browzine magazine shelfWe’ve started using BrowZine (browzine.com) as a different way of offering access to online journals.  Up until recently there were iOS and Android app versions but they have now been joined by a desktop version.

BrowZine’s interesting as it tries to replicate the experience of browsing recent copies of journals in a physical library.  It links into the library authentication system and is fed with a list of library holdings.  There are also some open access materials in the system.

You can browse for journals by subject or search for specific journals and then view the table of contents for each journal issue and link straight through to the full-text of the articles in the journals.  In the app versions you can add journal titles to your personal bookshelf (a feature promised for the desktop version later this year) and also see when new articles have been added to your chosen journals (shown with the standard red circle against the journal on the iOS version).

A useful tool if there are a selection of journals that you need to keep up to date with.  Certainly the ease with which you can connect with the full-text contrasts markedly with some of the hoops that we seem to expect users to cope with in some other library systems.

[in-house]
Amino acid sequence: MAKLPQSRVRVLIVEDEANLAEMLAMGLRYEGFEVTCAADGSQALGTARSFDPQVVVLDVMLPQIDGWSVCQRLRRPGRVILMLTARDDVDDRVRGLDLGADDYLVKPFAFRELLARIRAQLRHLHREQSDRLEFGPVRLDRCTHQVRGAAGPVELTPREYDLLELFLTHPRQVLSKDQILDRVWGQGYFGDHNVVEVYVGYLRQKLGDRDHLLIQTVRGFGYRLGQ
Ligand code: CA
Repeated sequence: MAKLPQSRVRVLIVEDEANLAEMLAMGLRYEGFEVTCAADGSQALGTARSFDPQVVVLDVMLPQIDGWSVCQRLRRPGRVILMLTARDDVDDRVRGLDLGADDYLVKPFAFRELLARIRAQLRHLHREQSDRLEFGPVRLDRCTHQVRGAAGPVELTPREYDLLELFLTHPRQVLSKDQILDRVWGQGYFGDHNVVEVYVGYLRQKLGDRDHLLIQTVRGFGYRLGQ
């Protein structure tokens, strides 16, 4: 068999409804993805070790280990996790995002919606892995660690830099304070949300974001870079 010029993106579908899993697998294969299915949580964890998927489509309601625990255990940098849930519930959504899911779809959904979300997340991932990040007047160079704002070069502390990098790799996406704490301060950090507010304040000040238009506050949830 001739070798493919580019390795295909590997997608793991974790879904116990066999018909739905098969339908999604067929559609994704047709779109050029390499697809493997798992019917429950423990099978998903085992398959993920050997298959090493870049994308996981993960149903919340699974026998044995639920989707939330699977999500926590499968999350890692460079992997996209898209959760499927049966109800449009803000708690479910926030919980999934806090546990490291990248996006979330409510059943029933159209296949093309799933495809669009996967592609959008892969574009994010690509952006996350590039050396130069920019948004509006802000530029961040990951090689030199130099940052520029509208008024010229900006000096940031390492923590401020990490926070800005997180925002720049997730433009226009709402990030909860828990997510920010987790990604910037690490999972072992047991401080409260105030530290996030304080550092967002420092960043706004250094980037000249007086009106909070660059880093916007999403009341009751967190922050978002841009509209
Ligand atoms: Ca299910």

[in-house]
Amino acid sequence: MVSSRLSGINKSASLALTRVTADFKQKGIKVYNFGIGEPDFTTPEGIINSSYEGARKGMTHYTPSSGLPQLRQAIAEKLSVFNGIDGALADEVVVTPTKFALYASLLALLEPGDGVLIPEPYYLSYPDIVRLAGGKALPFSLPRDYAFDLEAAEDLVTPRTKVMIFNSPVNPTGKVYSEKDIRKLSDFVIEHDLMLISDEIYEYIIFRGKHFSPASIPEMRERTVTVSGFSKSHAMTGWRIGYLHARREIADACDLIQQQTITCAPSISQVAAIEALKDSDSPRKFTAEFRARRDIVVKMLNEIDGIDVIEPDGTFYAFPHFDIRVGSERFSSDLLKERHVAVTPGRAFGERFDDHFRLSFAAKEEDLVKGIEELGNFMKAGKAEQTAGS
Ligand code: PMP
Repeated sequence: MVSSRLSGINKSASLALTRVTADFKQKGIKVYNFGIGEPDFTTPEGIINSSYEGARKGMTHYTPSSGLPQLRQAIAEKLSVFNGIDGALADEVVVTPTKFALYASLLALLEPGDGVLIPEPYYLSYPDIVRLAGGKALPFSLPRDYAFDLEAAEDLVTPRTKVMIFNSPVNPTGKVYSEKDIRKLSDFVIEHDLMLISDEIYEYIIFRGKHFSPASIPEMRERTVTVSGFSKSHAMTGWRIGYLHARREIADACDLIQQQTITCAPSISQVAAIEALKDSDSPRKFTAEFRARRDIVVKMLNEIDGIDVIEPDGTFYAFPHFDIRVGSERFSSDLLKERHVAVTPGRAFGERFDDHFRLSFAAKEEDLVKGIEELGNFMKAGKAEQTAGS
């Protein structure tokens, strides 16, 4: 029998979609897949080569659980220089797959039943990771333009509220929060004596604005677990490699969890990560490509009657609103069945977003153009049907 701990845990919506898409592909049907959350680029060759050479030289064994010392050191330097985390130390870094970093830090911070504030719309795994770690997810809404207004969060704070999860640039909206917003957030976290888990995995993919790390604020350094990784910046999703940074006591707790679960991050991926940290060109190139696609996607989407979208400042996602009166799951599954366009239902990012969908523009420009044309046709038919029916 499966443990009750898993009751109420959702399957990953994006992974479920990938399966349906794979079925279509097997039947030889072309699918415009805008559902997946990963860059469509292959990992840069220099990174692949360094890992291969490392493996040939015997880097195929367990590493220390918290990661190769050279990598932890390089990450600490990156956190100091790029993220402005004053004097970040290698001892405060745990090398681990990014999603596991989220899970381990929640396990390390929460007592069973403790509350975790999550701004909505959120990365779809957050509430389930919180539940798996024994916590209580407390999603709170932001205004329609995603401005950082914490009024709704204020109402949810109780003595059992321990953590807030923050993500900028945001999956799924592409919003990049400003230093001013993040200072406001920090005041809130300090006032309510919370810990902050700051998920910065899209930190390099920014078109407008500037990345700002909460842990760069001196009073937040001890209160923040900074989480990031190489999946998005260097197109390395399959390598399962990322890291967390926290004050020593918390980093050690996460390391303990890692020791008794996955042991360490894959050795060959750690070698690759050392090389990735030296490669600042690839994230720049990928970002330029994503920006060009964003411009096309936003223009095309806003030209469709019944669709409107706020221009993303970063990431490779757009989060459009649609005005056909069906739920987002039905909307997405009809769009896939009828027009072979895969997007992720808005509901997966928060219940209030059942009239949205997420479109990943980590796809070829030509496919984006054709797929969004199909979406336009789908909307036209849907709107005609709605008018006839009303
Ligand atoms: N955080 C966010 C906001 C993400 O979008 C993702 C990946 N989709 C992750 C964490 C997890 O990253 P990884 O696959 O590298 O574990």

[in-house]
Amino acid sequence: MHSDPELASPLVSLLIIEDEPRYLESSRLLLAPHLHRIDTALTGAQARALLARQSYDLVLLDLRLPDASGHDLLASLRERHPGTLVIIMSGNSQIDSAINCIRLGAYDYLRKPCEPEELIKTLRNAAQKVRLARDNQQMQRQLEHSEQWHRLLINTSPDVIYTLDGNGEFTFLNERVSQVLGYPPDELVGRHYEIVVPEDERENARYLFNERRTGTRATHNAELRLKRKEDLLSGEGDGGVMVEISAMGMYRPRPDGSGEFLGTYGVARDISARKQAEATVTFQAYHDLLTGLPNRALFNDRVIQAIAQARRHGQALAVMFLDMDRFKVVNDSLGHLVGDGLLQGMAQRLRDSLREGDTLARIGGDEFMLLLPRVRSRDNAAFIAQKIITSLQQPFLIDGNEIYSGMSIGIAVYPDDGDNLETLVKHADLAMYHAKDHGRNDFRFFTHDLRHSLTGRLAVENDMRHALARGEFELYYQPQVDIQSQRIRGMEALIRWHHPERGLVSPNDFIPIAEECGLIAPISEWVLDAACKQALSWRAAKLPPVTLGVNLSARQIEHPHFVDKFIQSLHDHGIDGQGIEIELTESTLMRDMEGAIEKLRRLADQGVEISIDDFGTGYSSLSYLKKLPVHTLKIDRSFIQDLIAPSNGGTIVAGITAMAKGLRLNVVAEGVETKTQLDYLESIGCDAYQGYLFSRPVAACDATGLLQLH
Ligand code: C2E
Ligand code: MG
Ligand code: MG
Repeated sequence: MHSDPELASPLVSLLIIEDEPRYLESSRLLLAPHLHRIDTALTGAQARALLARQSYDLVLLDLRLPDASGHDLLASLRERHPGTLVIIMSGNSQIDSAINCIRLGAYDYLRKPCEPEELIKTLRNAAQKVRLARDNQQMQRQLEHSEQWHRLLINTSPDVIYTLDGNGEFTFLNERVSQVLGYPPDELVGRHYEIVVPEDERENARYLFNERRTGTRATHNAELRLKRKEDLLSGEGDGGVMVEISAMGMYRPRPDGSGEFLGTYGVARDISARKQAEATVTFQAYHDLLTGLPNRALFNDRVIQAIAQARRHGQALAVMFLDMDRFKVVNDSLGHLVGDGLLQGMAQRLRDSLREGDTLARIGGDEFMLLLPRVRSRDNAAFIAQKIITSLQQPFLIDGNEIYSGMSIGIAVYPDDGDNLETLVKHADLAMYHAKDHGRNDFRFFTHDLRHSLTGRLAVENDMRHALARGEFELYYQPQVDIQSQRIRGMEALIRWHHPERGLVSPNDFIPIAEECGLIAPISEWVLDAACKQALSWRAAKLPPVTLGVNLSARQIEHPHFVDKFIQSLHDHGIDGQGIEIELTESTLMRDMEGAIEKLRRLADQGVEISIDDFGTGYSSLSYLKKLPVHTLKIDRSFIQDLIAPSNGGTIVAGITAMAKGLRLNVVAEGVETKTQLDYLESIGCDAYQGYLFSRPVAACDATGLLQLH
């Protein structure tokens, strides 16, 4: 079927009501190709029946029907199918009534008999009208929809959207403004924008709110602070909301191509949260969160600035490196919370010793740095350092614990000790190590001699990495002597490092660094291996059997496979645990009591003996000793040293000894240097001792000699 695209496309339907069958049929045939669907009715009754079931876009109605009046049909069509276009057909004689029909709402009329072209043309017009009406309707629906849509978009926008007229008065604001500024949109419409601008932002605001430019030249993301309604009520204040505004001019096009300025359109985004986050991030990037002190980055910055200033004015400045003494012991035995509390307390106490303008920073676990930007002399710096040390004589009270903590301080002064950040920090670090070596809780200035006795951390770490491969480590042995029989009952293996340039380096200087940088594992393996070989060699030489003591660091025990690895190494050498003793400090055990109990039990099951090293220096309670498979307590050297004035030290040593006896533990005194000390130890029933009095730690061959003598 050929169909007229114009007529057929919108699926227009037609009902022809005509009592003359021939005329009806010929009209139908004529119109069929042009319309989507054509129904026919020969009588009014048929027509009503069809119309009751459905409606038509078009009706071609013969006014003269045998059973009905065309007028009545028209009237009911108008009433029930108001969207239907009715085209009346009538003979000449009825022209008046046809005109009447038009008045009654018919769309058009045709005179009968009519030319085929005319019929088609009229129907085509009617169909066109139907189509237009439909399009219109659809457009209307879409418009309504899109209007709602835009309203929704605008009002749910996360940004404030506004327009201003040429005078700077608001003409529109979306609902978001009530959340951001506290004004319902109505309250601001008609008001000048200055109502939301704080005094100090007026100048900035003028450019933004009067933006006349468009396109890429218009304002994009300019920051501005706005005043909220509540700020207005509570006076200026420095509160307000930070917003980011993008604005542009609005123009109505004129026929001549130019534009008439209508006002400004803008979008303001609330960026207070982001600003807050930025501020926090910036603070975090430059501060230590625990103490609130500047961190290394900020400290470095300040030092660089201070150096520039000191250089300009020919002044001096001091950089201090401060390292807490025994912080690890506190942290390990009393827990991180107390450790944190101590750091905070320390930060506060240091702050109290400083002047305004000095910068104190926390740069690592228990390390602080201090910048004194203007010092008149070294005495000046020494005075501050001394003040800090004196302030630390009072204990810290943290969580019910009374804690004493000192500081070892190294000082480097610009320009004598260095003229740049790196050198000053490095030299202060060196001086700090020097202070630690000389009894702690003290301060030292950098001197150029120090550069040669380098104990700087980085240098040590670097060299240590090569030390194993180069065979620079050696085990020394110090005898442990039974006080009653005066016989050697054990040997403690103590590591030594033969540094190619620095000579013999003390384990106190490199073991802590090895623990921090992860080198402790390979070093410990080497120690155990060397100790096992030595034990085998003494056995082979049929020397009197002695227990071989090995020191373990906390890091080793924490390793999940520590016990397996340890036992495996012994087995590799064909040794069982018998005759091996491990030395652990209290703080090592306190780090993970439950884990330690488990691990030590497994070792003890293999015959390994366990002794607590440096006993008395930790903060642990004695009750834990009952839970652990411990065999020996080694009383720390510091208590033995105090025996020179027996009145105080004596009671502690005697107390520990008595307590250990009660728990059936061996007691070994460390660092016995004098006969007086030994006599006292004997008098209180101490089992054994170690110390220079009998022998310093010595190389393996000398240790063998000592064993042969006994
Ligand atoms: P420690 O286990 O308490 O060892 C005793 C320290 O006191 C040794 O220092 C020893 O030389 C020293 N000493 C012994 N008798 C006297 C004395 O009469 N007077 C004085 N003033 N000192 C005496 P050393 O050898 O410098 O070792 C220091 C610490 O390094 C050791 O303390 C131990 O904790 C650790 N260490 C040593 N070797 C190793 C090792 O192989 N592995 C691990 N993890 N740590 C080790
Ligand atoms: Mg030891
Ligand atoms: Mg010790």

OpenTree sample badgeOne of the interesting features of our new library game OpenTree for me is that it is possible to engage with it in a few different ways.  Although at one level it’s about a game, with points and badges for interacting with the game and with library content, resources and webpages.  It’s social so you can connect with other people and review and share resources.

But, as a user you can choose the extent that you want to share.  So you can choose to share your activity with all users in OpenTree, or restrict it so only your friends can see your activity, or choose to keep your activity private.  You can also choose whether or not things you highlight are made public.

So you’d wonder what value you’d get in using it if you make your activity entirely private.  But you can use it as a way of tracking which library resources you are using.  And you can organise them by tagging them and writing notes about them so you’ve got a record of the resources you used for a particular assignment.  You might want to keep your activity private if you’re writing a paper and don’t want to share your sources or if you aren’t so keen on social aspects.